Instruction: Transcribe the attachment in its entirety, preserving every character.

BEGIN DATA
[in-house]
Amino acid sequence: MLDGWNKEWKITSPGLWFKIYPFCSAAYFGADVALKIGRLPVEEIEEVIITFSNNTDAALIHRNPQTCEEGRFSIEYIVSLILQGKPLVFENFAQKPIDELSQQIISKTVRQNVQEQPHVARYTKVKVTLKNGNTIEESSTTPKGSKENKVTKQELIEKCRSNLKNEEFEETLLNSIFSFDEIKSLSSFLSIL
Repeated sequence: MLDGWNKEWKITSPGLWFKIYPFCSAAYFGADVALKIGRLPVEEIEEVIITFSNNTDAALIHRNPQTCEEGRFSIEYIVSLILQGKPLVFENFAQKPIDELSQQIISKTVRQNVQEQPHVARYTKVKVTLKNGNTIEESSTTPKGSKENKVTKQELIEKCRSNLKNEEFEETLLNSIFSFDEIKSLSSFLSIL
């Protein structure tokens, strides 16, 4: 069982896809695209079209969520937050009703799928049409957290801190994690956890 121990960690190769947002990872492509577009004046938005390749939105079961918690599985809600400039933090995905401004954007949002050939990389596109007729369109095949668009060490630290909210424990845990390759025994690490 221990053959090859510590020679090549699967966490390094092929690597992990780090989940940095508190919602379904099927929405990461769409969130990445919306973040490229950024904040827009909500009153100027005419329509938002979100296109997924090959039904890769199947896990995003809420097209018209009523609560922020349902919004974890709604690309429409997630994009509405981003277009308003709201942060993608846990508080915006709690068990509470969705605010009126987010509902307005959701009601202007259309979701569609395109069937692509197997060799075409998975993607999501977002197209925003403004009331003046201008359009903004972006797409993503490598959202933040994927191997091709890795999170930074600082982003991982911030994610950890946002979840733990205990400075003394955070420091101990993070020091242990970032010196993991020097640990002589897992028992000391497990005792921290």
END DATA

[in-house]
Amino acid sequence: MLDGWNKEWKITSPGLWFKIYPFCSAAYFGADVALKIGRLPVEEIEEVIITFSNNTDAALIHRNPQTCEEGRFSIEYIVSLILQGKPLVFENFAQKPIDELSQQIISKTVRQNVQEQPHVARYTKVKVTLKNGNTIEESSTTPKGSKENKVTKQELIEKCRSNLKNEEFEETLLNSIFSFDEIKSLSSFLSIL
Repeated sequence: MLDGWNKEWKITSPGLWFKIYPFCSAAYFGADVALKIGRLPVEEIEEVIITFSNNTDAALIHRNPQTCEEGRFSIEYIVSLILQGKPLVFENFAQKPIDELSQQIISKTVRQNVQEQPHVARYTKVKVTLKNGNTIEESSTTPKGSKENKVTKQELIEKCRSNLKNEEFEETLLNSIFSFDEIKSLSSFLSIL
């Protein structure tokens, strides 16, 4: 069982896809695209079209969520937050009703799928049409957290801190994690956890 121990960690190769947002990872492509577009004046938005390749939105079961918690599985809600400039933090995905401004954007949002050939990389596109007729369109095949668009060490630290909210424990845990390759025994690490 221990053959090859510590020679090549699967966490390094092929690597992990780090989940940095508190919602379904099927929405990461769409969130990445919306973040490229950024904040827009909500009153100027005419329509938002979100296109997924090959039904890769199947896990995003809420097209018209009523609560922020349902919004974890709604690309429409997630994009509405981003277009308003709201942060993608846990508080915006709690068990509470969705605010009126987010509902307005959701009601202007259309979701569609395109069937692509197997060799075409998975993607999501977002197209925003403004009331003046201008359009903004972006797409993503490598959202933040994927191997091709890795999170930074600082982003991982911030994610950890946002979840733990205990400075003394955070420091101990993070020091242990970032010196993991020097640990002589897992028992000391497990005792921290």